“We actually just had this conversation yesterday,” York said. “Lots of people were talking to him about it. We just said, 'You know what, let's not do anything during the season. Let's sit down a week or so after the season is over and let everybody know we're not focused on anything that's off the field right now.'
“Jim and I will sit down a week or so after the season is over and we'll figure out where we go.”
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Normally, this might not elicit much worry, except for all the (reported) drama that went on after last season with talk of the two sides being completely at odds and Harbaugh not being all that well liked in the organization.
Much of that talk later was quashed, and multiple sources told Shutdown Corner that the story was blown out of proportion during a slow news cycle following the NFL combine. Harbaugh declined to talk about his situation on the record back in March when approached at Northwestern's pro day, but he did not appear to be a man who was too concerned about his contract.
After all, Harbaugh always has bet on himself and won, which, interestingly, is what his quarterback — Colin Kaepernick — is doing with his fresh-inked contract that was signed a few months ago. So if both men perform well with one of the three or four best rosters in the NFL behind them, there shouldn't be too much concern ... unless Harbaugh believes his price should be even higher.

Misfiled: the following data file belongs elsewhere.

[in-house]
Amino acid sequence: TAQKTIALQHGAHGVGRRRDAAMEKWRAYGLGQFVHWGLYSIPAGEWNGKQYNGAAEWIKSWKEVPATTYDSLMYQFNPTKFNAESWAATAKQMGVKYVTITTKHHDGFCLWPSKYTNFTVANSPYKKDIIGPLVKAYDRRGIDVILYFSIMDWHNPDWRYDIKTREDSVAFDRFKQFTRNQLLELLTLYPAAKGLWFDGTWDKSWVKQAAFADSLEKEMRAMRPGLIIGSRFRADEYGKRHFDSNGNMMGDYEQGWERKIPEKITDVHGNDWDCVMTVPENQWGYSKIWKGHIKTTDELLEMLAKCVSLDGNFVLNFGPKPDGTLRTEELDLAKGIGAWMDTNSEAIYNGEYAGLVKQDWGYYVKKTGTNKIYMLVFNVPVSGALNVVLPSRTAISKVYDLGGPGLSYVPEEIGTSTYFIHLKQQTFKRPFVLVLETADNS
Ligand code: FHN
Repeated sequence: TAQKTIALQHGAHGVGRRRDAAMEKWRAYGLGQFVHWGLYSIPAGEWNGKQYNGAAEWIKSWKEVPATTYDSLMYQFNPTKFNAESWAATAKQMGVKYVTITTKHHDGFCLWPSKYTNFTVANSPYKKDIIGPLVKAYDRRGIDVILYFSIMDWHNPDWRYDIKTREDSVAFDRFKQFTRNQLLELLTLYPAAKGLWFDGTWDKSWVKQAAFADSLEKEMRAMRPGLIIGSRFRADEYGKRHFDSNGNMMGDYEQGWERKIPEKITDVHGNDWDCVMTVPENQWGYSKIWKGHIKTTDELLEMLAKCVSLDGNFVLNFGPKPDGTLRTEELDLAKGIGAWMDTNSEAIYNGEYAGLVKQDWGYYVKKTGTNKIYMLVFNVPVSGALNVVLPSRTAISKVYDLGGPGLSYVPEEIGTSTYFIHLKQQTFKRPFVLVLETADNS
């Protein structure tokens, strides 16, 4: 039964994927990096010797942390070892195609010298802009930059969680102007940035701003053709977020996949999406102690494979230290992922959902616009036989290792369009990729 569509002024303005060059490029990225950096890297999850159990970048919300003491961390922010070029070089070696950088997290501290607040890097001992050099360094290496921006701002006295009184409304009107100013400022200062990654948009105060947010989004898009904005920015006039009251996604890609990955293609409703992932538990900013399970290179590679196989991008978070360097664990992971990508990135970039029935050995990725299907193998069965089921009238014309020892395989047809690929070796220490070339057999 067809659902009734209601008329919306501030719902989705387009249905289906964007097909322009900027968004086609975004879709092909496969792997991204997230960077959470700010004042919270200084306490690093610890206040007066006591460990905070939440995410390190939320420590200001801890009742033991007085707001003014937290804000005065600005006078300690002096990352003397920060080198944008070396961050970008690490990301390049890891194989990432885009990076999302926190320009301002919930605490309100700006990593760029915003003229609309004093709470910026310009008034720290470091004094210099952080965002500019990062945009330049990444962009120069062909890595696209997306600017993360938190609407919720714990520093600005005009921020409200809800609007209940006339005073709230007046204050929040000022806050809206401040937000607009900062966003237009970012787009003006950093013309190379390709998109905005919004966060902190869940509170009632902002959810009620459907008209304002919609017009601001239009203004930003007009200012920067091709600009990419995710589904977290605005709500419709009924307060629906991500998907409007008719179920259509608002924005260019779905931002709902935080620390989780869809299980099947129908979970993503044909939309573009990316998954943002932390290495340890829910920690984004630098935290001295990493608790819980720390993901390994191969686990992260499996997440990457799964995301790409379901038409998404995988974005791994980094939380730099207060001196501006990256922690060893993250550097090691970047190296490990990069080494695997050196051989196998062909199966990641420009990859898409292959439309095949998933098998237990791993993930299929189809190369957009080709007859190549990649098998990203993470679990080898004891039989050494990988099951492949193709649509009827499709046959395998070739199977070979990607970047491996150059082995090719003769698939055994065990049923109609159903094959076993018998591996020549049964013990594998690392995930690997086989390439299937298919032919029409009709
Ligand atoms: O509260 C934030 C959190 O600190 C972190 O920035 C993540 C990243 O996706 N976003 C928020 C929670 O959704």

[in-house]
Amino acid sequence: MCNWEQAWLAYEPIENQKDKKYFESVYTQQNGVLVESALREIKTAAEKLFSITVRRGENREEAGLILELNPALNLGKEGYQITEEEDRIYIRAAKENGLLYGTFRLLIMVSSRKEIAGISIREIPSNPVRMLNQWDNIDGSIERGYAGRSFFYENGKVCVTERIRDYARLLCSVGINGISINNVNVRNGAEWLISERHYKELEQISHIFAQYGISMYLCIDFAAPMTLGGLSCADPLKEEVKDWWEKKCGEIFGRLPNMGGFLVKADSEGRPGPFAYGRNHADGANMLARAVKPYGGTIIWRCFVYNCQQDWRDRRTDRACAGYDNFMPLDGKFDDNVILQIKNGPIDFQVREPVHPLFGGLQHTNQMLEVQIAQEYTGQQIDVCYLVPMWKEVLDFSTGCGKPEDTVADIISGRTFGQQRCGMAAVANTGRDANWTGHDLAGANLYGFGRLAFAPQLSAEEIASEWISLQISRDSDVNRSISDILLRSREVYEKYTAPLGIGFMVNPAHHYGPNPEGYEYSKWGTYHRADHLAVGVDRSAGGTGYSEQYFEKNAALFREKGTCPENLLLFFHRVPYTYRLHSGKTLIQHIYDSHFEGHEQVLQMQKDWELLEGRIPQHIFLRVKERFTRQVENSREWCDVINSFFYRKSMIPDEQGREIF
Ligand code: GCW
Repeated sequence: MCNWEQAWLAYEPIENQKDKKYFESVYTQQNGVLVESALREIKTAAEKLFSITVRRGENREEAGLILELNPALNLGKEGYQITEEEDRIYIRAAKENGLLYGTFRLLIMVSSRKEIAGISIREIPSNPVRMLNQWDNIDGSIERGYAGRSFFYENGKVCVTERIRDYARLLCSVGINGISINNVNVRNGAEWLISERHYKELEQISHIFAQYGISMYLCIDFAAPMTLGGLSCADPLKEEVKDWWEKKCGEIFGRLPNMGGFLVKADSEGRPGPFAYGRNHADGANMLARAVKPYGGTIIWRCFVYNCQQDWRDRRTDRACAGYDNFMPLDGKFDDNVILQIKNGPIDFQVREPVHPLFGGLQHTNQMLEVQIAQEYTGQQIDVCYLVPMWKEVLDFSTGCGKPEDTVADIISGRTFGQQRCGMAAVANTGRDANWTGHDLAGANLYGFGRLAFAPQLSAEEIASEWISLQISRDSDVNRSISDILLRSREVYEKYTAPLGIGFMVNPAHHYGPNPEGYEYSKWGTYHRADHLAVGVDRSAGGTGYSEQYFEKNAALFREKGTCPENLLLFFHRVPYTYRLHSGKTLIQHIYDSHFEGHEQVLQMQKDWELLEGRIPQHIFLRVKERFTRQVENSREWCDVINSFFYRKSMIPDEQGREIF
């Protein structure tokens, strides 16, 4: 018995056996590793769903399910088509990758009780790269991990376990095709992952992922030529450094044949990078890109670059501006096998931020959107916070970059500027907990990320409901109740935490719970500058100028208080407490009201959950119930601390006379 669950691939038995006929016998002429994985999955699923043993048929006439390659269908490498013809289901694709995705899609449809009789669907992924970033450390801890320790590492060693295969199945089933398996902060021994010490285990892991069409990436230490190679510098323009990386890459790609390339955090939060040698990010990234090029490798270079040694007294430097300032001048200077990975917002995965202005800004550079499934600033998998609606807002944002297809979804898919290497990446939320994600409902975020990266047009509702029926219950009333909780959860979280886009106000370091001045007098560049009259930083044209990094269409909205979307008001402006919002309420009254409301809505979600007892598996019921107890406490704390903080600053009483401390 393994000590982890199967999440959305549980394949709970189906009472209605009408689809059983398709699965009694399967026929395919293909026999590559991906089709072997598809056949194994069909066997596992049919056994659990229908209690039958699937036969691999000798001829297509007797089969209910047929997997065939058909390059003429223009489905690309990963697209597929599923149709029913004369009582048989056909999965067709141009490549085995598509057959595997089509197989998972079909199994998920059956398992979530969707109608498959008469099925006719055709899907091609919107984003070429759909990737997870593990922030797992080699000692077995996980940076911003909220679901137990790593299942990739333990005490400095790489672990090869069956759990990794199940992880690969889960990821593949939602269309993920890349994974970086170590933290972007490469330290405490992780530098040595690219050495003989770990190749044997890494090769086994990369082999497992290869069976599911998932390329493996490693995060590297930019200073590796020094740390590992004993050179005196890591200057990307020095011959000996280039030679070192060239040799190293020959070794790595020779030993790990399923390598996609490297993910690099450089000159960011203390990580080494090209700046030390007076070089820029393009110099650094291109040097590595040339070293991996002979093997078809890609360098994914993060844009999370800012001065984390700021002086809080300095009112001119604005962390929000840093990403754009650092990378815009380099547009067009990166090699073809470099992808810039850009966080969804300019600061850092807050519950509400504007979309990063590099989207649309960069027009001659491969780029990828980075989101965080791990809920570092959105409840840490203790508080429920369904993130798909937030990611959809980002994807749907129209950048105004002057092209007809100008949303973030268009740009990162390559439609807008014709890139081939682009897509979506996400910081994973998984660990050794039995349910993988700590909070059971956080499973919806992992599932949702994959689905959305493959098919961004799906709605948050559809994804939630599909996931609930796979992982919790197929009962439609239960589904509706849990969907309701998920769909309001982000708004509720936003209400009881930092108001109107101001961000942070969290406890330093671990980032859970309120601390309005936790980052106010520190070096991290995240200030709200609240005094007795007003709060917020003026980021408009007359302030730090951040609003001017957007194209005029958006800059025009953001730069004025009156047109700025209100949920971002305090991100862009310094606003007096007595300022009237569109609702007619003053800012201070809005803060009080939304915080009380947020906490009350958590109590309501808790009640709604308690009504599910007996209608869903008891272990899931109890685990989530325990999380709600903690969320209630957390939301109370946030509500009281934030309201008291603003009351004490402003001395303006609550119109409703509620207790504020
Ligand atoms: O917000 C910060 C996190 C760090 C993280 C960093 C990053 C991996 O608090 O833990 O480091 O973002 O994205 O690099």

There is more NFL coaching drama behind the scenes than many people realize, and coaches who have won a lot of games such as Tom Coughlin, Lovie Smith and Marvin Lewis, among others, have stared into the abyss with their current teams (or former teams, in the case of Smith with the Chicago Bears) before settling amicably.
Still, there always are situations, such as Jon Gruden and the Oakland Raiders, where egos grow out of control both on the coaching and management sides of the equation and the two elements both reach a point of no return. That's what happened when Gruden was shipped off to Tampa in 2002.
The feeling is that things have settled down considerably — if they ever were even that testy to begin with — between Harbaugh and 49ers management, and there still remains a good chance that he remains the team's coach after this season.
Is there a risk in waiting? After all, there is no franchise tag for coaches, and several teams (and even a few high-powered college programs) have been sniffing around Harbaugh since he started turning the 49ers around in 2011.
But York reminded everyone of the facts: Harbaugh has two years remaining on a five-year, $25 million contract that was signed in '11, and though he has outgrown that deal with a 36-11-1 regular-season record and a streak of three straight appearances in the NFC title game, Harbaugh won't be going anywhere unless the 49ers allow him to leave.
“Well, Jim's here for the next two years under contract,” he said. “And like I've said publicly and very loudly in the past, I hope he has the utmost leverage when we sit down and talk about his contract at the end of the season.
“It's a good thing. It's an unbelievable problem to have.”
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